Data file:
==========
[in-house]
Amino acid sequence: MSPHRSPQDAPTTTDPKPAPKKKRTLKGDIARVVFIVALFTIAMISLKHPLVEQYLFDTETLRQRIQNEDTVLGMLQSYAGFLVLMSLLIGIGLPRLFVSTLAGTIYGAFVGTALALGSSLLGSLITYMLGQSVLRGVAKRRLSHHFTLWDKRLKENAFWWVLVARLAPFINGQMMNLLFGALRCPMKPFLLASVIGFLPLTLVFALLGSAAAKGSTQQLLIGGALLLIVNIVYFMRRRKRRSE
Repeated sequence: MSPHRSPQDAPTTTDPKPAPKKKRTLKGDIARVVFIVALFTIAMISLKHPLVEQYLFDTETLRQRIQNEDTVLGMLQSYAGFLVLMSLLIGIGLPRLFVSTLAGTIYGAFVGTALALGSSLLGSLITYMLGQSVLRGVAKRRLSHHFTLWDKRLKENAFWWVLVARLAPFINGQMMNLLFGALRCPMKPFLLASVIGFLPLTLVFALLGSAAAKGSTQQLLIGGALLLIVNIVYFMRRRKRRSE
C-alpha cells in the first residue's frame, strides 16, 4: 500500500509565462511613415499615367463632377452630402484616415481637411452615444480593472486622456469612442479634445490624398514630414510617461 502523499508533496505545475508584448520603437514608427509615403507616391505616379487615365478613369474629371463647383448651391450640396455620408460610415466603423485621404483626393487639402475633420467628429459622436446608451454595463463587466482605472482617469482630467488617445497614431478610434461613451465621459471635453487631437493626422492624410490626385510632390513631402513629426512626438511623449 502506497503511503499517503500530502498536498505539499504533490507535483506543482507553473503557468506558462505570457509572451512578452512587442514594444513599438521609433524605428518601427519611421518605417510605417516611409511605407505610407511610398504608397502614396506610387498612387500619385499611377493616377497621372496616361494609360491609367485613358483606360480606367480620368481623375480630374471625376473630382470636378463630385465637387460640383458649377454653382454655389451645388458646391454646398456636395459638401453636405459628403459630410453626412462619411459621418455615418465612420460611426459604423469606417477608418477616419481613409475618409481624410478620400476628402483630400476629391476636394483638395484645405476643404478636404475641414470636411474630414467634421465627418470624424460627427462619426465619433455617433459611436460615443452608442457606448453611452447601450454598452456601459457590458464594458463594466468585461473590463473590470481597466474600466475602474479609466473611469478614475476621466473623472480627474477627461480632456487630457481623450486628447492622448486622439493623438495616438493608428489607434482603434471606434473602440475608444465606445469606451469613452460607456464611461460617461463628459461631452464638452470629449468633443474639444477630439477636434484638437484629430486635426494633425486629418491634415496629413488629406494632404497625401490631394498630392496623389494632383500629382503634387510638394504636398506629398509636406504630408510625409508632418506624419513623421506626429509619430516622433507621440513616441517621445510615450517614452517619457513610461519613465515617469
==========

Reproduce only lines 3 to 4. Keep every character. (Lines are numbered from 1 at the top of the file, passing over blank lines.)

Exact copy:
Repeated sequence: MSPHRSPQDAPTTTDPKPAPKKKRTLKGDIARVVFIVALFTIAMISLKHPLVEQYLFDTETLRQRIQNEDTVLGMLQSYAGFLVLMSLLIGIGLPRLFVSTLAGTIYGAFVGTALALGSSLLGSLITYMLGQSVLRGVAKRRLSHHFTLWDKRLKENAFWWVLVARLAPFINGQMMNLLFGALRCPMKPFLLASVIGFLPLTLVFALLGSAAAKGSTQQLLIGGALLLIVNIVYFMRRRKRRSE
C-alpha cells in the first residue's frame, strides 16, 4: 500500500509565462511613415499615367463632377452630402484616415481637411452615444480593472486622456469612442479634445490624398514630414510617461 502523499508533496505545475508584448520603437514608427509615403507616391505616379487615365478613369474629371463647383448651391450640396455620408460610415466603423485621404483626393487639402475633420467628429459622436446608451454595463463587466482605472482617469482630467488617445497614431478610434461613451465621459471635453487631437493626422492624410490626385510632390513631402513629426512626438511623449 502506497503511503499517503500530502498536498505539499504533490507535483506543482507553473503557468506558462505570457509572451512578452512587442514594444513599438521609433524605428518601427519611421518605417510605417516611409511605407505610407511610398504608397502614396506610387498612387500619385499611377493616377497621372496616361494609360491609367485613358483606360480606367480620368481623375480630374471625376473630382470636378463630385465637387460640383458649377454653382454655389451645388458646391454646398456636395459638401453636405459628403459630410453626412462619411459621418455615418465612420460611426459604423469606417477608418477616419481613409475618409481624410478620400476628402483630400476629391476636394483638395484645405476643404478636404475641414470636411474630414467634421465627418470624424460627427462619426465619433455617433459611436460615443452608442457606448453611452447601450454598452456601459457590458464594458463594466468585461473590463473590470481597466474600466475602474479609466473611469478614475476621466473623472480627474477627461480632456487630457481623450486628447492622448486622439493623438495616438493608428489607434482603434471606434473602440475608444465606445469606451469613452460607456464611461460617461463628459461631452464638452470629449468633443474639444477630439477636434484638437484629430486635426494633425486629418491634415496629413488629406494632404497625401490631394498630392496623389494632383500629382503634387510638394504636398506629398509636406504630408510625409508632418506624419513623421506626429509619430516622433507621440513616441517621445510615450517614452517619457513610461519613465515617469